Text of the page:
The program known as Optic Nerve was designed to snap screenshots every 5 minutes from hacked Yahoo user feeds amounting to a massive amount of imagery data. Users from around the world were affected.

Here’s an actual quote from the secret documents: “unfortunately, it would appear that a surprising number of people use webcam conversations to show intimate parts of their body to the other person.”

FreedomWorks and Rand Paul Sue the NSA

See Video

FreedomWorks released a video this afternoon shortly after they joined Senator Rand Paul in filing a class action lawsuit against President Obama and intelligence officials over the National Security Agency’s violation of the Fourth Amendment through their domestic surveillance program.

While preparing to walk over to the court, FreedomWorks President Matt Kibbe said, “One of the footnotes I find particularly interesting, this is a quote from then-Senator Barack Obama, who complained about the lack of judicial oversight with the NSA’s programs. He said in 2005, ‘If someone wants to know why their own government has decided to go on a fishing expedition through every personal record or private document, the library books you’ve read, the phone calls that you made, the emails that you sent, this legislation gives people no rights to appeal the need for such a need in a court of law. No judge will hear your plea. No jury will hear your case. This is just plain wrong.’”

Kibbe went on to call this the biggest day in FreedomWorks history.

During the joint press conference, Kibbe said, “I don’t think this is a partisan issue. This isn’t Republican versus Democrat. This isn’t about the Obama Administration. This is about a government that’s crossed a line.”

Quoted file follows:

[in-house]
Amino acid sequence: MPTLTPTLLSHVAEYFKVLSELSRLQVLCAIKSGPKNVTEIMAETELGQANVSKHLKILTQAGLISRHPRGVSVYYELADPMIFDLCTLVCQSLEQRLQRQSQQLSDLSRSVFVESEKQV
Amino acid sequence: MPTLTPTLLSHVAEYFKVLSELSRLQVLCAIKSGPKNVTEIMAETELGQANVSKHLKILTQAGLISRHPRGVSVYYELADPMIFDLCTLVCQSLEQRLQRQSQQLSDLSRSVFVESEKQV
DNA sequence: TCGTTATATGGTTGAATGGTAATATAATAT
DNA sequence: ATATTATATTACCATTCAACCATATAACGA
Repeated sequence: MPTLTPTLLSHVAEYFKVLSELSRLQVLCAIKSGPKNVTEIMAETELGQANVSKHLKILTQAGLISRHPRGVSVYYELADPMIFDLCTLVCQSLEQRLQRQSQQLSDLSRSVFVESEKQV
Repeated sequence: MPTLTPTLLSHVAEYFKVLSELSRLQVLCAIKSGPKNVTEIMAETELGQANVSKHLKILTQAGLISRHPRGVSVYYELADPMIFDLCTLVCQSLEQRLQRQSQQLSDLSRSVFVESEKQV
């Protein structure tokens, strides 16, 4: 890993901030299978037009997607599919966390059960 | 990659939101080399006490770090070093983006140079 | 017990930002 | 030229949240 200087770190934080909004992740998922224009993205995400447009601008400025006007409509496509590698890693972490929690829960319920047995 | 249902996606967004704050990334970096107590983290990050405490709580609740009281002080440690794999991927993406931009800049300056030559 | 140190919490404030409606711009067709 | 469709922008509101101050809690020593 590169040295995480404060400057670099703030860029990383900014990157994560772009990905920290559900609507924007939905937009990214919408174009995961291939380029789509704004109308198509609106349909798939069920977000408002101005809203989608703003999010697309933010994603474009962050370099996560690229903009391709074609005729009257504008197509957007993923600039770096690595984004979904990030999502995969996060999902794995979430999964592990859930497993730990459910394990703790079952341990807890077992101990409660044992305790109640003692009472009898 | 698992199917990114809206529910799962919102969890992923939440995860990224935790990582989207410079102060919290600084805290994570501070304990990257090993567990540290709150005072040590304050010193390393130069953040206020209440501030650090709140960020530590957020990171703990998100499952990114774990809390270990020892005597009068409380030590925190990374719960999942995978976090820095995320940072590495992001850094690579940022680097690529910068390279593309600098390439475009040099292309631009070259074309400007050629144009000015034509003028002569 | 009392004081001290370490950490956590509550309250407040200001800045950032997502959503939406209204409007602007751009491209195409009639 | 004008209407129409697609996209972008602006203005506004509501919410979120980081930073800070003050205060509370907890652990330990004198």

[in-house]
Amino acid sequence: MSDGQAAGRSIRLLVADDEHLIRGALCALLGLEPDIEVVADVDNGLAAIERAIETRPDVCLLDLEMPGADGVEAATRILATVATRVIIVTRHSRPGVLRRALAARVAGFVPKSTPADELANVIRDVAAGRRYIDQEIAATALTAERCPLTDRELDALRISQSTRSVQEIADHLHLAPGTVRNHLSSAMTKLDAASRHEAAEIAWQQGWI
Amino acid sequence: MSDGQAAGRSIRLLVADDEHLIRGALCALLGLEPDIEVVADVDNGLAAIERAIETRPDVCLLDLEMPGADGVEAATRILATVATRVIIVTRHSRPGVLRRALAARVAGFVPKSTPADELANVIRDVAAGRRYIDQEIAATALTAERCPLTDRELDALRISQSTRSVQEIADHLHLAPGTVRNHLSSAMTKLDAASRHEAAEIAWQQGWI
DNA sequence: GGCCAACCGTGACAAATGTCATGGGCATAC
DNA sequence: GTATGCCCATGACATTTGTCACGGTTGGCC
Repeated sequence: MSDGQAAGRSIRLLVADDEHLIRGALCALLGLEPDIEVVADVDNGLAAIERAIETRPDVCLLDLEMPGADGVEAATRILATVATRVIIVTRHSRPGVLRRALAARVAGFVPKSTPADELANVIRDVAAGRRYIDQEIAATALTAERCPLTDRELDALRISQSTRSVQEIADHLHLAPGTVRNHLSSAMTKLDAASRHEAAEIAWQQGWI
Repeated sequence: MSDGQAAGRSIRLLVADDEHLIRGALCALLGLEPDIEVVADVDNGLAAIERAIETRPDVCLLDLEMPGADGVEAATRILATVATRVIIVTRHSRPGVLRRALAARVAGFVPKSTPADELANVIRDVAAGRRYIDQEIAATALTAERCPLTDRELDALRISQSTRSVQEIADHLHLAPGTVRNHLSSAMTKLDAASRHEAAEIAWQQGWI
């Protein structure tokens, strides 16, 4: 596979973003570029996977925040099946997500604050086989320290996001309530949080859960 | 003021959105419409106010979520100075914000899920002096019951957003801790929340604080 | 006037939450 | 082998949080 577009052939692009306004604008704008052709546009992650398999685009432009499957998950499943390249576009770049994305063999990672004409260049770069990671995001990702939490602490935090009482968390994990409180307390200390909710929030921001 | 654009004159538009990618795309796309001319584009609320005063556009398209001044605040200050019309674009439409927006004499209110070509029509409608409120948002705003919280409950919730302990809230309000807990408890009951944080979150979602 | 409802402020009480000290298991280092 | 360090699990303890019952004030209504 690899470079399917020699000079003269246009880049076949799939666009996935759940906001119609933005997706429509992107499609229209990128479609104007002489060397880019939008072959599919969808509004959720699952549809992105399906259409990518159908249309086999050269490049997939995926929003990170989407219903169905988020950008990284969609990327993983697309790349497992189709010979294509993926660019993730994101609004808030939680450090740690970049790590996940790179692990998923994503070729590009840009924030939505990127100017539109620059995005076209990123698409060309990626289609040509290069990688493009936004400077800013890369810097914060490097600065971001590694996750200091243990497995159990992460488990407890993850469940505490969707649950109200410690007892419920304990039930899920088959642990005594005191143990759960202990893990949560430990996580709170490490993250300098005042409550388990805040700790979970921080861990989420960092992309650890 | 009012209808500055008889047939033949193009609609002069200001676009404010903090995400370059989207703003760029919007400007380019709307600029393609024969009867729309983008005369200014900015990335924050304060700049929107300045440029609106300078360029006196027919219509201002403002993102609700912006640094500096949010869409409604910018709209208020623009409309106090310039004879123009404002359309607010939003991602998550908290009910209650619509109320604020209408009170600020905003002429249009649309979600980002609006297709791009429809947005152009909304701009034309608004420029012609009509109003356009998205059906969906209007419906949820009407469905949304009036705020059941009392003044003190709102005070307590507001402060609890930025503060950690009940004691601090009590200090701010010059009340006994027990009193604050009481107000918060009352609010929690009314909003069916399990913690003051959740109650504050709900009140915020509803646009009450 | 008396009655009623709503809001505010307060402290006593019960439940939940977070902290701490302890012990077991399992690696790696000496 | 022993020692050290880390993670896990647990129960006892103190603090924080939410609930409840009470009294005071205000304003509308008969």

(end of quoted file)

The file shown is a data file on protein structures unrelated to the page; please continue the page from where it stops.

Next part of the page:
Senator Paul and FreedomWorks are being represented by former Virginia Attorney General Ken Cuccinelli, who says that they filed the class action lawsuit “to vindicate the Fourth Amendment rights of every American who uses a phone.”

Rand Paul, FreedomWorks file lawsuit against NSA spying

Photo credit: Kate Todd

It’s official. Sen. Rand Paul (R-KY) and FreedomWorks President Matt Kibbe have filed a class action lawsuit against President Barack Obama and senior intelligence officials over the NSA’s domestic surveillance program.

“On behalf of myself, FreedomWorks and everyone in America that has a phone, we’re filling suit against the President of the United States in defense of the Fourth Amendment,” Paul said in front of the U.S. District Court in Washington, D.C. “We will ask the question in court whether a single warrant can apply to the records of every American phone user all of the time, without limits, without individualization.”

“This, we believe, will be a historic lawsuit. We think it may well be the largest class action lawsuit ever filed on behalf of the Bill of Rights,” he added.

President Barack Obama, Director of National Intelligence James Clapper, FBI Director James Comey, and Director of National Security Agency Keith Alexander were named in the lawsuit. Former Virginia Attorney General Ken Cuccinelli will represent Paul and FreedomWorks in the case.

The lawsuit seeks a declaration the NSA’s bulk metadata collection program is unconstitutional and an injunction against further use. Paul and FreedomWorks want purged any metadata from the existing database.

Paul and FreedomWorks argue that they have a reasonable expectation of privacy under the Fourth Amendment as well as standing to file the complaint on the grounds that they are subscribers to Verizon and AT&T.

Rand Paul to file suit against Obama, intelligence officials today

Sen. Rand Paul (R-KY) will file a class action lawsuit this morning against President Barack Obama and intelligence officials over the National Security Agency’s domestic surveillance programs.

“I am filing a lawsuit against President Barack Obama because he has publicly refused to stop a clear and continuing violation of the 4th Amendment,” Paul said in a press release from RandPAC. “The Bill of Rights protects all citizens from general warrants. I expect this case to go all the way to the Supreme Court , and I predict the American people will win.”

Paul has long contended that the controversy over the NSA’s surveillance programs, through which the intelligence agency collects phone metadata of innocent Americans, is a matter that will eventually have to be settled by the Supreme Court. His PAC began collecting signatures for the lawsuit in January.